NCDC Introduce More Temperature Adjustments–And Guess Which Way They Go!
By Paul Homewood
NCDC have introduced a new method this month of calculating state, (but not national) temperatures in the US.
This is what they say about the old system.
And the new system.
It will come as no surprise to anyone, that the new system makes the past cooler again. For instance, Alabama:
Fortunately, I did an exercise a while ago, comparing NCDC temperatures for Alabama, with the original State Climatological Reports. Therefore we can directly compare the old and new systems.
The temperatures used in that exercise relate to November 1934 & 2011.
|Nov 1934||Nov 2011||Difference|
So the changeover has resulted in a reduction of 1934 temperatures, relative to 2011, of 1.0F. This is consistent with the above graph.
The old and new versions of Alabama temperatures can also be seen below, (the first being the old version taken from my post at the time). Notice how the trend has increased.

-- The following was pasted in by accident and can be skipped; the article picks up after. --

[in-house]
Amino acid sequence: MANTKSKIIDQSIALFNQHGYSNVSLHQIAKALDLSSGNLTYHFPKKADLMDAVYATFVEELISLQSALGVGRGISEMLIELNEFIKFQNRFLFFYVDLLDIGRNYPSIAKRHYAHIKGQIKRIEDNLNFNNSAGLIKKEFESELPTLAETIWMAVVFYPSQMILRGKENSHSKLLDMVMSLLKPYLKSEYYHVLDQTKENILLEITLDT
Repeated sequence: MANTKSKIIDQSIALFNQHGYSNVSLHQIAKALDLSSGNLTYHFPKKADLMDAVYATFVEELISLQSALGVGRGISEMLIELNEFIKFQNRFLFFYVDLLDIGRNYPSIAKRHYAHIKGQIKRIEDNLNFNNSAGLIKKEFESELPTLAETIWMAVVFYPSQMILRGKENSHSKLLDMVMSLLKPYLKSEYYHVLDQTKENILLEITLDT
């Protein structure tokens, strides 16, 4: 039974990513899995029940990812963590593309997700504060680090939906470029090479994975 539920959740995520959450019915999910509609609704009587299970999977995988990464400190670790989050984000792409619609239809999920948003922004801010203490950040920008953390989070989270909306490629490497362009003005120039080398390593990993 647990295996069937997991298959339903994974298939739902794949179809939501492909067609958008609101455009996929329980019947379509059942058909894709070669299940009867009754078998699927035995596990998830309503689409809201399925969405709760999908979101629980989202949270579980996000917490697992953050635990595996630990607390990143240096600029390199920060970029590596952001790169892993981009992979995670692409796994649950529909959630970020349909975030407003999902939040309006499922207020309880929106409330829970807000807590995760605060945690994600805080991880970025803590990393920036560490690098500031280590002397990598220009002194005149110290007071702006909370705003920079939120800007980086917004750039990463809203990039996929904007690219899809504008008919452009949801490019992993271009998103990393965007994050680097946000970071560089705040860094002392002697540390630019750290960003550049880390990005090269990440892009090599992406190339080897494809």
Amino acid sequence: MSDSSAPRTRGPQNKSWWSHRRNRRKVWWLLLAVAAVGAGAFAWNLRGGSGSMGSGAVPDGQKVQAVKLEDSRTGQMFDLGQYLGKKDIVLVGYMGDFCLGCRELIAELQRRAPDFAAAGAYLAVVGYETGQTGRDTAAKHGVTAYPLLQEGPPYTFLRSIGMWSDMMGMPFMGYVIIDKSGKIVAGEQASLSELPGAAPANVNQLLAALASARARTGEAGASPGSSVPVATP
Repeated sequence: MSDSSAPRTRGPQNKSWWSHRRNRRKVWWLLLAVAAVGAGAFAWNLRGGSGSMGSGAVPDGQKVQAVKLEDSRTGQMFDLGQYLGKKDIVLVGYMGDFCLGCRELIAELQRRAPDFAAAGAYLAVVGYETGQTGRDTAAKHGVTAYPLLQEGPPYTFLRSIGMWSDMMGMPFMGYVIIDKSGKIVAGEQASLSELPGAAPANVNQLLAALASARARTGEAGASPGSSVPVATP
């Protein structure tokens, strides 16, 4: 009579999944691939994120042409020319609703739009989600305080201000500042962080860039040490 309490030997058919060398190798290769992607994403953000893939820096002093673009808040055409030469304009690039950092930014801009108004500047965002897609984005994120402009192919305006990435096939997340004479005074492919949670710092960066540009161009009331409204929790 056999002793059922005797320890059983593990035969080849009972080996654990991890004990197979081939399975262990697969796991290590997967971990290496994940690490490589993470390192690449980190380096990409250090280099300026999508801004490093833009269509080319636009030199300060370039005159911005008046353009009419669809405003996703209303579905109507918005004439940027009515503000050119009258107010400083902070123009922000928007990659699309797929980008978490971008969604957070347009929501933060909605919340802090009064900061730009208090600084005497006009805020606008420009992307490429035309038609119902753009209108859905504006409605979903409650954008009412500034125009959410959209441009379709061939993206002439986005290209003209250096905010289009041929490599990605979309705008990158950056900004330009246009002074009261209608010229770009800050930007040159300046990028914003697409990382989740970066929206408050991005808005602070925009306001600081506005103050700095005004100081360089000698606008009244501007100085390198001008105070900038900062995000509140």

My analysis of USHCN stations in Alabama, in the above mentioned exercise, suggested that the state temperature, under the old system, was already understating 1930’s temperatures, and consequently overstating warming trends. The latest tranche of adjustments have now added to that cooling of the past.
It needs to be restated that the national figures remain, to all intents and purposes, unaffected. This is because they were already calculated under the new system. This now explains why a weighted national average, calculated from NCDC’s own State figures, showed higher temperatures for 1934 than the national figure given by NCDC. When I looked at it last year, I reckoned that this extra set of adjustments added 0.4F to the warming since 1934.
NCDC, at least, provide a tool, which enables you to look at the changes made under the new system,which gives the graph which I showed above for Alabama. You can see just how much they are adjusting past temperatures downwards, by State or Region. It is accessible here . Go play!